So, here we have two human kings who lived about 300 years apart.  Wenceslas died a martyr; Louis died from dysentery.  They both lived saintly lives and treated their people well.  They were good kings.  But make no mistake.  They were in charge of their kingdoms.  Louis had a lot of help from his mother, especially when he took his throne at the age of 12.  But Louis’ and Wenceslas’  words were law.

 

There were no political parties.  There was no such thing as liberal and conservative.  There were no elections.  The king made the rules, even good kings like Wenceslas and Louis.  And so it is with Jesus.

 

I think it’s interesting that in this church of statues there are NINE statues of our Lord. But of all the statues of our Lord, the only one where He’s wearing a crown is the one of Him as an infant.  Jesus was born a King.  The Magii came to visit the manger to worship the newborn king.  Herod ordered all the male children killed because he wanted to be sure there was no king more powerful than He was.  He was crucified under a sign that said “King of the Jews”.  Even His enemies recognize him as a King; a King that they should fear.

 

As much as Jesus loves us and as much as we love Him, He has laid down some rules and as his Subjects (“subjects”.  There’s a word that we Americans might choke on) as His subjects we’re supposed to do what He tells us.  Those words of Mary’s are just as true today as they were at the wedding feast at Cana.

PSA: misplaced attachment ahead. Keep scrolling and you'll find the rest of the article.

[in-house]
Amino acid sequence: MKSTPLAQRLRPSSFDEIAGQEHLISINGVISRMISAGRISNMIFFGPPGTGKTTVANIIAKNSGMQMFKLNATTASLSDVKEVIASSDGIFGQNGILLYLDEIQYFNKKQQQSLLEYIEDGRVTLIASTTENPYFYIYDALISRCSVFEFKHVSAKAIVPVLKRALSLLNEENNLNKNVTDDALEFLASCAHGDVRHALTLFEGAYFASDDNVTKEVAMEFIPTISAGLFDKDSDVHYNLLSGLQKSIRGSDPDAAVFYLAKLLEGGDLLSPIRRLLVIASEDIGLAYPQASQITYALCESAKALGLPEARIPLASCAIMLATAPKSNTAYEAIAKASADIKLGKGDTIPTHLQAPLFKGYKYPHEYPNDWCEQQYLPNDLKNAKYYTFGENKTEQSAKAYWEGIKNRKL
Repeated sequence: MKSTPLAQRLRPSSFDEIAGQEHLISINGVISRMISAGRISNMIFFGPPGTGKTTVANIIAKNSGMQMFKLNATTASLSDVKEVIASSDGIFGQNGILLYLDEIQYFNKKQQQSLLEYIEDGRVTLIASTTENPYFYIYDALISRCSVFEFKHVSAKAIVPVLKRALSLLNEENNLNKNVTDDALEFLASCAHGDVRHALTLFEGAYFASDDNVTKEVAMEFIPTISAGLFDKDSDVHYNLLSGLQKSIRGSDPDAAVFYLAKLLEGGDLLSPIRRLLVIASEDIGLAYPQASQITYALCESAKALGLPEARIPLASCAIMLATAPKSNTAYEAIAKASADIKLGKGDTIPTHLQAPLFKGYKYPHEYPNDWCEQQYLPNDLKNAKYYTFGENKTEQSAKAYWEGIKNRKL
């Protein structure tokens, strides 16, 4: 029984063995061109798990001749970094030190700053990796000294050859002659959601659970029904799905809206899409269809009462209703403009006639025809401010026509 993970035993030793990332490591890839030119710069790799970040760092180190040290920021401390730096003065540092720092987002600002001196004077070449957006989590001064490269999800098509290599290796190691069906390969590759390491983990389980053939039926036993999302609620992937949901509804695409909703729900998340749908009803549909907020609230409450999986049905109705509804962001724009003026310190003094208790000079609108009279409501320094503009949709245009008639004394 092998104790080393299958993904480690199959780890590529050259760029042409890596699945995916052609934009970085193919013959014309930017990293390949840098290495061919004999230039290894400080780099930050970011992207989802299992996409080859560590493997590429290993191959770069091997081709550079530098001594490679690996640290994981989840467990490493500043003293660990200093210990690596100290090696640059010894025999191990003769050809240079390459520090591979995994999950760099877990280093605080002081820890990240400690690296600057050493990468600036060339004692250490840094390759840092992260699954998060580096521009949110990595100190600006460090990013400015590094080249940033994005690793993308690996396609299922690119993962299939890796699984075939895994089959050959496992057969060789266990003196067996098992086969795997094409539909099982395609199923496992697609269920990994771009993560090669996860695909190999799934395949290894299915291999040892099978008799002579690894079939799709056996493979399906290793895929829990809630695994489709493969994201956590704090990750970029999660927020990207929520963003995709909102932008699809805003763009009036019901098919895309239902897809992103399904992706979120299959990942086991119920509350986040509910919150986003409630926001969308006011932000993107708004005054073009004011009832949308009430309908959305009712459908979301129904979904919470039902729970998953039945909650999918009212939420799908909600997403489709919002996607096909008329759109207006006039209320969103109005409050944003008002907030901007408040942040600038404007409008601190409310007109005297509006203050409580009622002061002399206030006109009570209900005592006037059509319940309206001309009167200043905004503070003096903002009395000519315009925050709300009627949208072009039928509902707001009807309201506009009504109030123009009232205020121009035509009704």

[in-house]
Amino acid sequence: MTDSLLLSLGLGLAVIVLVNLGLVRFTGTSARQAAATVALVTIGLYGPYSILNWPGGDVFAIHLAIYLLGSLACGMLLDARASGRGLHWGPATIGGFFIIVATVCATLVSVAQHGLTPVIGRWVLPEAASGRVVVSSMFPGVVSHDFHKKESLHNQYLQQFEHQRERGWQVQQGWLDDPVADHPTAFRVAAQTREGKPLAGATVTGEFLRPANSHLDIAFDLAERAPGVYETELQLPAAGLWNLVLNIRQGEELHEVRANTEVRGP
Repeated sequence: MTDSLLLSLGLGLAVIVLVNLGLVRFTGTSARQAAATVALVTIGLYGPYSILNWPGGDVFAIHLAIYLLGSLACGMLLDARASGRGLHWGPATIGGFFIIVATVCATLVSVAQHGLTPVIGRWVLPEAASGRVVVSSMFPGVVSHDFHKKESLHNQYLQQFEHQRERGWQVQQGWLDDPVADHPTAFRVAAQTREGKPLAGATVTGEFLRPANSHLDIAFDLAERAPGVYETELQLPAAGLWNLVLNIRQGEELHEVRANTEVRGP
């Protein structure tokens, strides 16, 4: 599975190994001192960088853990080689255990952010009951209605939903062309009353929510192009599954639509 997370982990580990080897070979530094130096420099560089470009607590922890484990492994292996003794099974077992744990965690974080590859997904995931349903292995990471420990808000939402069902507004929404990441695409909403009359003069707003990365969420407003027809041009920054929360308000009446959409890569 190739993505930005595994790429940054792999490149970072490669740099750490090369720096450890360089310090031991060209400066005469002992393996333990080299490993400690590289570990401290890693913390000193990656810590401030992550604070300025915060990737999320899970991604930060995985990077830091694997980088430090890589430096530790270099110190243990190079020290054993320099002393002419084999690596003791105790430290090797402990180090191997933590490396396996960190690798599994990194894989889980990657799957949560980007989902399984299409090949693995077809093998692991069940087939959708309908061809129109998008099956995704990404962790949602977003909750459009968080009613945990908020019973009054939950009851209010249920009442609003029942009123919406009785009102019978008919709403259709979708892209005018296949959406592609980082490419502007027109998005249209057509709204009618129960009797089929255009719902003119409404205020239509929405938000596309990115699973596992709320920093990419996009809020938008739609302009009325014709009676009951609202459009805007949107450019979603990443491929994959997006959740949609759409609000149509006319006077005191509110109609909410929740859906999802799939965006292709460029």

In the first reading today the prophet Daniel prophesies that one is coming like a Son of Man on the clouds of heaven.  He will receive dominion, glory, and kingship.  All peoples, nations, and languages will serve him.  His dominion is an everlasting dominion that shall not be taken away; his kingship shall not be destroyed.

 

In the second reading from Revelations John calls Jesus “the ruler of the kings of the earth.”  He’s not A KING, He’s THE KING.  THE KING OF KINGS.  He rules all the other kings.  If Jesus has that kind of power, who are we to not follow His teachings?  That’s pretty presumptuous of us…….and VERY DANGEROUS.

 

Last Sunday we heard another reading from the prophet Daniel.  He wrote that “Many of those who sleep in the dust of the earth shall awake; some shall live forever, others shall be an everlasting horror and disgrace.”  I don’t know about you, but that sounds pretty serious to me.

 

We’ve been told over and over that when we die we’ll either go to heaven or hell.  We’ve also been told what we need to do to get to heaven.  And the person who’s going to make that call is the King we celebrate today.  What we don’t know is how strict a judge He’s going to be.  Is He going to be just?  Or is He going to be merciful?

 

If Jesus is all about mercy, then nobody will end up in the fiery furnace.  But He’s told us that some people will.  Remember Lazarus and the rich man?  That’s the work of a just God.  So, what’s the deal?  Is heaven crowded while just a few people are languishing in the fiery furnace?  Or is it the other way around.  Is hell standing-room-only while just a few of Jesus’ most loyal subjects are sitting at the heavenly table?  We don’t know and we won’t know until we end up in one place or the other.

 

I’m thinking that the best approach for us is to assume that Jesus will be just and to do all we can to be on His good side.  That means doing what Jesus and His Church tell us to do.  Not because He wants us to be on some kind of guilt trip, but because we love Him so much that we don’t want to disappoint Him.  Remember, He’s a GOOD KING, not an evil dictator.